For the last 70 years or so, we've all been able to agree that book burning is bad, but what if setting pages alight was part of a publisher's business model? Well, this Icelandic publishing house only prints book during the full moon — then it burns the books that don't sell well. It gets stranger: the publishing house only prints books in batches of 69, and any books left unsold as the moon begins to wane get incinerated, all to keep the Icelandic publisher's titles in high demand.
Tunglið — that's TOONG-lith, the Icelandic word for "moon," pronounced with a voiced "th" at the end — was founded by Dagur Hjartarson, a writer, and Ragnar Helgi Ólafsson, an artist. Their goal was simple: keep inventive manuscripts form "languishing" in publishing limbo by printing them in limited runs that would encourage readers to buy ASAP, or else.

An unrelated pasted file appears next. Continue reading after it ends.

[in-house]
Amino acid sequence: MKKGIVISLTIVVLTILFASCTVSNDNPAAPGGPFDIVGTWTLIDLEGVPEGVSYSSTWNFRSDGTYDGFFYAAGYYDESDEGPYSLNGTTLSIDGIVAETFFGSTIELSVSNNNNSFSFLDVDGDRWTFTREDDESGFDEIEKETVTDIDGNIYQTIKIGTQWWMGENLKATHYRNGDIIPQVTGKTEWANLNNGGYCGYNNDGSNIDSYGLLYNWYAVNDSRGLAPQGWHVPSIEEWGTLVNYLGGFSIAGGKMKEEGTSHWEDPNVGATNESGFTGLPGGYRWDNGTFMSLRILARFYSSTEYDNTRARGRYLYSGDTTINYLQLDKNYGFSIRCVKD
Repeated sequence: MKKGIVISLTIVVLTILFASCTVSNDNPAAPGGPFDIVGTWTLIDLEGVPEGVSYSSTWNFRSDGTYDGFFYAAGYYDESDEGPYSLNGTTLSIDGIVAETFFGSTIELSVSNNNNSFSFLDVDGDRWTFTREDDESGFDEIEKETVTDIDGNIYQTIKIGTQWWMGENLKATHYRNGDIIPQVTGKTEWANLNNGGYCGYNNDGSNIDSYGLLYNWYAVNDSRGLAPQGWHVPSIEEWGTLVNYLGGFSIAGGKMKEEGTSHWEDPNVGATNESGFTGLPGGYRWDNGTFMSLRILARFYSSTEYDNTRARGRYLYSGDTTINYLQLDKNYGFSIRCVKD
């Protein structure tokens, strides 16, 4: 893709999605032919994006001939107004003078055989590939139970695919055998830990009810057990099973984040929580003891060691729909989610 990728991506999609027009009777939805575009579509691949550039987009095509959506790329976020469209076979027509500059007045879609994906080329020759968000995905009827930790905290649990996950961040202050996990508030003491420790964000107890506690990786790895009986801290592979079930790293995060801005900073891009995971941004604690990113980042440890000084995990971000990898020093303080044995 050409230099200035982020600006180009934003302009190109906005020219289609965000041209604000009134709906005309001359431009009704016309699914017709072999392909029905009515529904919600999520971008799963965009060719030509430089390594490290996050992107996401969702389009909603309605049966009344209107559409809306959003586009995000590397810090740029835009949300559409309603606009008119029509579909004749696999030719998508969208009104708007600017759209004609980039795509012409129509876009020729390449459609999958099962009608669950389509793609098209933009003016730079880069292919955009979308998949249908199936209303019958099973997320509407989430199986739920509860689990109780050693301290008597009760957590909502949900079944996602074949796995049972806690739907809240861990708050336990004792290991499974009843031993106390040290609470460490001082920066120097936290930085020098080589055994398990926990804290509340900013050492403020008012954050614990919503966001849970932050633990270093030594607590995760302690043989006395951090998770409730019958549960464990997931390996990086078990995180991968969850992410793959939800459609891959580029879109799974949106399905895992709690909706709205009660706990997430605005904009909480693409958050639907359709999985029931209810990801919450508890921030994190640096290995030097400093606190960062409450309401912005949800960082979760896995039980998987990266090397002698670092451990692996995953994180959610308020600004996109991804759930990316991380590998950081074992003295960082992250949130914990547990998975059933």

Truth be told, a hyper-literary country Iceland is just about the only place that something like this could work. One in 10 of Iceland's 300,000 residents will publish a book in their lifetime, including Hjartarson, whose novel, The Last Confession of Love, was shortlisted for the European Union Prize for Literature. The country also has the jólabókafloð, or "Christmas Book Flood," a unique holiday tradition of giving books as presents on Christmas Eve.
Tunglið takes small books and creates small, precious moments in time around them. It opposes the eternity that the average publisher promises—all those books whose pages turn yellow on the bookstore shelf—and makes a stand for the beauty of the moment.
Book burning or not, Tunglið's sentiment sounds quite lovely.